Opus 114 (May 4): Appreciating Cartoons and Cartoonists. Every year, we encounter Cartoon Appreciation Week right about this time. The dates shift a little from year to year, but that doesn't make cartoonists any more shifty than the rest of us. Cartoon Appreciation Week, as fomented by the National Cartoonists Society, is whatever Monday-through-Sunday includes May 5. So this year, it's May 5-11.
They picked May 5 because it was on that date in 1895 that the New York World published a cartoon called Hogan's Alley by Richard Outcault, a freelance technical draftsman, who, when not diagraming electrical equipment, drew comical pictures and peddled them to weekly humor magazines. Hogan's Alley, like others Outcault had sold to magazines, featured the juvenile antics of a swarm of slum urchins, and among the raggedy and bedraggled mob, Outcault drew one distinctive little kid: he was bald (his head having been shaved as a cure for lice), and he had big jug ears and a gap-tooth grin, and wore a nightshirt that reached to his ankles. His name was Mickey Dugan, but when, on subsequent appearances, his nightshirt was colored yellow, he was dubbed the Yellow Kid.
The Yellow Kid turned out to be a genuine crowd-pleaser: people bought the newspaper just to follow his shenanigans every week. The character was so popular that William Randolph Hearst hired Outcault away from the World to draw the cartoon for his New York Journal. But Joseph Pulitzer at the World hired another artist to draw the Yellow Kid, and for quite some time, the circulation battle between the two press lords had the Yellow Kid in the front lines as the most conspicuous combatant: delivery wagons taking newspapers around the city had posters on their flanks bearing the grinning visage of the Yellow Kid.
The cartoon was usually referred to by the name of its star, and "The Yellow Kid" is often called the first newspaper comic strip (even though it wasn't first, and it didn't appear in a "strip" but as a single, large drawing) because it demonstrated the commercial prowess of cartoons. After the Yellow Kid's noisy reign, newspaper publishers knew cartoons attracted readers and sold papers. They were convinced about the value of comics, and so comics came to reside in the pages of newspapers and, for decades, to flourish there. And for that historic reason, Cartoon Appreciation Week always convenes around May 5, which is, itself, called Cartoonists Day. To celebrate this year, I'd like to remember some things about Charles Schulz, the man who gave us Peanuts and ushered in the Age of Schulz.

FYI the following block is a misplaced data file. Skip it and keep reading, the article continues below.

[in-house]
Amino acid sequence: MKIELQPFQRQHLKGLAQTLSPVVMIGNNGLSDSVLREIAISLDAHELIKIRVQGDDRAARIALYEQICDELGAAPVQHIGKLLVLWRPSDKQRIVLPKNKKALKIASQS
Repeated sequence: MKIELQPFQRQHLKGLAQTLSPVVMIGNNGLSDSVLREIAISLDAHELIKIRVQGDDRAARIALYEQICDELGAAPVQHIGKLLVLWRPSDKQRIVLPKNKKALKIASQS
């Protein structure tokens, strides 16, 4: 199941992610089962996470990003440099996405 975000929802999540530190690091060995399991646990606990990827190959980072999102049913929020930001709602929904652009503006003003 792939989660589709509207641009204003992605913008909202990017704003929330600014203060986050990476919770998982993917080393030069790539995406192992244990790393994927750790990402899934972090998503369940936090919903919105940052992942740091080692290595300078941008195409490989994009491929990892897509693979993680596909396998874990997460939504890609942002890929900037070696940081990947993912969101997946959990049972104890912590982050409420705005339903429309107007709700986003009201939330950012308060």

The Age of Schulz is characterized as much by the extensive merchandising of comic strip characters as it is by the deceptive simplicity of a drawing style that many other cartoonists tried, some with success, to imitate in hopes that drawing style alone would lead them to experience similar success. Schulz's biggest influence in the world of newspapering lay in showing how important a comic strip can been in the economic life of a newspaper. Just as the Yellow Kid demonstrated the commercial impact of the comics, so did Peanuts. Schulz's success was a re-affirmation of the very principles that were enacted by the earliest newspaper comics, principles that guaranteed the survival of the comics medium.
Perhaps -- if there is justice as well as poetry in the music of the spheres -- Schulz's success came because his heart was pure. His life's work harbored no ulterior motive: he did it because he loved it. He embodied cartooning. He was the very emblem of cartoonist. Quite simply, he loved to draw funny pictures. That's what comics are, he would say -- funny pictures. That's what they are in their essence.
His passion for his art can be discerned in his description of the act of drawing.
Talking to his peers at a convention of the National Cartoonists Society in 1994, Schulz revealed a truth about why he -- and countless other artists and cartoonists -- draw pictures, a truth so stark as to be fundamental:
"I am still searching for that wonderful pen line," he said. "When you are drawing Linus standing there, and you start with the pen up near the back of his neck and you bring it down and bring it out, and the pen point fans a little bit, and you come down here and draw the lines this way for the marks on his sweater, and all of that. This is what it's all about -- to get the feelings of depth and roundness, and to make the pen line the best pen line you can make."
In this, Schulz was speaking for all his colleagues, past and present and future, the legions of scribblers who find pleasure and fulfillment in their lives by making pictures.
Not only was Peanuts a huge financial success for both its host newspapers and its creator, it was a psychological success for Schulz. As he said when he retired, doing the comic strip fulfilled his childhood dream. Being a cartoonist was all he ever wanted to be. And it was, in effect, all he was. When he ceased being a cartoonist, he ceased being.
Schulz's death on February 12, 2000 will go down in the history of popular culture as one of those ineffable coincidences that seem potent with the possibility of somehow explaining life's mysteries. It was Saturday night, precisely on the eve of the publication of the last Peanuts that he would ever produce, the next day's Sunday strip. And so Schulz's departure gave numinous meaning to an otherwise untimely and therefore meaningless exit.
For nearly fifty years, Schulz produced a comic strip for every day in the calendar. And he did it, as we all now acknowledge, himself. No assistants. No letterers. Just Schulz. In this, Schulz represented -- stood for -- cartoonists in an almost iconic way. He was what all cartoonists are -- only more so.
Schulz did it himself because, he insisted, there was no other way of doing it. The characters were aspects of himself, and you can't get someone else to do aspects of yourself.